The MFD tech cam with CCD still has its niche and it can be very effective indeed, but it's a little bit messier and you're not doing video with it. Tech cam with MFD CMOS and tech lenses I think is a mess due to the wide angle compatibility issues.
« Last Edit: January 31, 2016, 05:25:25 am by torger »
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Paul2660

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Re: What happened to "CCD is better than CMOS"?!
« Reply #237 on: January 31, 2016, 08:43:45 am »

CCD has 100% fill factor, and CMOS used to have much less (less than 50%), therefore CCD captures far more photons than the CMOS sensor when compares the same size sensors - therefore CCD was much more sensitive - therefore more clean image.
BUT, recent CMOS technology with BSI technology, make the CMOS has 100% fill factor, plua the vast manufacturing cost advantage that CMOS has over CCD when the volume goes higher (which is why SONY keeps increasing the fab capability and refreshing the cemera bodies like crazy - higher volume cost drops significantly), CCD has no edge anymore in consumer electronics(including high end photography like medium format).
So, CCD was much better than CMOS when it came to IQ in lower ISO, but it is not now.

Sent from my DMC-CM1 using Tapatalk

Hi

I would think it came a lot sooner than BSI CMOS. The D810 has been out almost 2 years now and does not have BSI technology. At base ISO I find the D810 very clean. Overal much cleaner than any CCD. back I have used. Single exposure where you have exposed for highlights and are pulling up shadows. CCD files translate to very nice images but I don't feel they can be pushed as much.

Over the years I have found that CCD backs tend to handle highlights better and thus expose more to that direction whereas CMOS can blow highlights much eaiser and I tend to expose the opposite direction.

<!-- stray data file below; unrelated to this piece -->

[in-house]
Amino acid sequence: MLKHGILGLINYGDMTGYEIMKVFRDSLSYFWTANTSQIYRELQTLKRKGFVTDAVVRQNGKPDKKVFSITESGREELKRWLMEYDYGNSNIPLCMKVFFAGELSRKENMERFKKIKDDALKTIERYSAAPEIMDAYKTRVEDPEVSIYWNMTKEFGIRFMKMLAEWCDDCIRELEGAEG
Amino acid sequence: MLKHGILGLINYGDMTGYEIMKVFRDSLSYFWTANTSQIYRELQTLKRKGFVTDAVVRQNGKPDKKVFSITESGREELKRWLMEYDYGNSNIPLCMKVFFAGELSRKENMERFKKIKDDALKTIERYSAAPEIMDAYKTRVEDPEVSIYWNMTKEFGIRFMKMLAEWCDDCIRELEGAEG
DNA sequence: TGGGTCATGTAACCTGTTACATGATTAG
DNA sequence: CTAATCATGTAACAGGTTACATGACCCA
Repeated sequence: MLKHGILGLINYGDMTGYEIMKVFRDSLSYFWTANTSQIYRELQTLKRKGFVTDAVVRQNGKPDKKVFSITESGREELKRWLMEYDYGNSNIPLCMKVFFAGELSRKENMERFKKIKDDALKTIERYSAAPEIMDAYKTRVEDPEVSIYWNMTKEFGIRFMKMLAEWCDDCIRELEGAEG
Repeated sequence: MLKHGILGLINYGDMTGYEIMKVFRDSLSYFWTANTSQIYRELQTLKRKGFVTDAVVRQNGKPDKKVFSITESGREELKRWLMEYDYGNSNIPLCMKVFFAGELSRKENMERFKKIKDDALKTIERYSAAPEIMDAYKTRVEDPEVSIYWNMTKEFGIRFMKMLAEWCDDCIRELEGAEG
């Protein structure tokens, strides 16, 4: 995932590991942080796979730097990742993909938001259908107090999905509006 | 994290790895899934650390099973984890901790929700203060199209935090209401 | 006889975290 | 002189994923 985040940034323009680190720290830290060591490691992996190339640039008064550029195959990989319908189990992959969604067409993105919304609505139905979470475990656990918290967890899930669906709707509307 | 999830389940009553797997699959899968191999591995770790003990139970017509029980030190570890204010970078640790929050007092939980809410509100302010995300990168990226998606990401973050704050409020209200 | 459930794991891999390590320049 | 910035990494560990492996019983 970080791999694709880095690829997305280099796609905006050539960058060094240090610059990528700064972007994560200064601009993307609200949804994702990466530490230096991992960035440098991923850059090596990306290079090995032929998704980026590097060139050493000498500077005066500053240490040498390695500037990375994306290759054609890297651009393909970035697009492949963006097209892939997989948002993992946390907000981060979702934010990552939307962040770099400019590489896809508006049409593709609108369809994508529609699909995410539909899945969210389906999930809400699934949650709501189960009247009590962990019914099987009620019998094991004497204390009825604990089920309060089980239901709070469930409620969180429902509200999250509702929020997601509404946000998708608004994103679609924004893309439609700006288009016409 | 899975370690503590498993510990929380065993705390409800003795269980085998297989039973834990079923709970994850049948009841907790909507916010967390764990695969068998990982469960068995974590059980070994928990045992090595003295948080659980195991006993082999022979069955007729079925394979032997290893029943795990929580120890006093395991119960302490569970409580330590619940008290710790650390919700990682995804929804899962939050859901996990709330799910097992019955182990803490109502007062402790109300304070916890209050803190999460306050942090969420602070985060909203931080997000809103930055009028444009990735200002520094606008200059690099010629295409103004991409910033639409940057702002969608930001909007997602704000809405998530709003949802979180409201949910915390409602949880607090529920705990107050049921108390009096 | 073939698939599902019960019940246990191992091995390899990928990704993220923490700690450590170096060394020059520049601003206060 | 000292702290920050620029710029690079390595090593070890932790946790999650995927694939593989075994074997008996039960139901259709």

In fact I returned the A7RIi as I did not find as forgiving on shadow recovery as my D810. I also found it not as clean at base ISO as the D810.

Paul C



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Chris Livsey

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Re: What happened to "CCD is better than CMOS"?!
« Reply #238 on: January 31, 2016, 09:40:51 am »

On can view Brooklyn Beckham instagram account here: https://www.instagram.com/brooklynbeckham/

Is he going to shoot on film?
In that Instagram page, third down LHS, shooting with a Leica R9  ;)
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iaeaix

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Re: What happened to "CCD is better than CMOS"?!
« Reply #239 on: January 31, 2016, 10:02:12 am »

Hi

I would think it came a lot sooner than BSI CMOS. The D810 has been out almost 2 years now and does not have BSI technology. At base ISO I find the D810 very clean. Overal much cleaner than any CCD. back I have used. Single exposure where you have exposed for highlights and are pulling up shadows. CCD files translate to very nice images but I don't feel they can be pushed as much.

Over the years I have found that CCD backs tend to handle highlights better and thus expose more to that direction whereas CMOS can blow highlights much eaiser and I tend to expose the opposite direction.

In fact I returned the A7RIi as I did not find as forgiving on shadow recovery as my D810. I also found it not as clean at base ISO as the D810.

Paul C
Never used D810, interesting. It is a 2014 model, right? Probably due to lower base ISO and lower pixels than A7RII, it has cleaner image?
BSI has been there for quite some years, it is only in FF sensor with A7RII. It has been in sensors for years. I guess it is only when Sony think the mirorrless camera market can consume enough volume (and with the help of massive consumption of cellphone camera module with BSI sensor of course) they therefore started upgrade/migrate their camera CMOS line.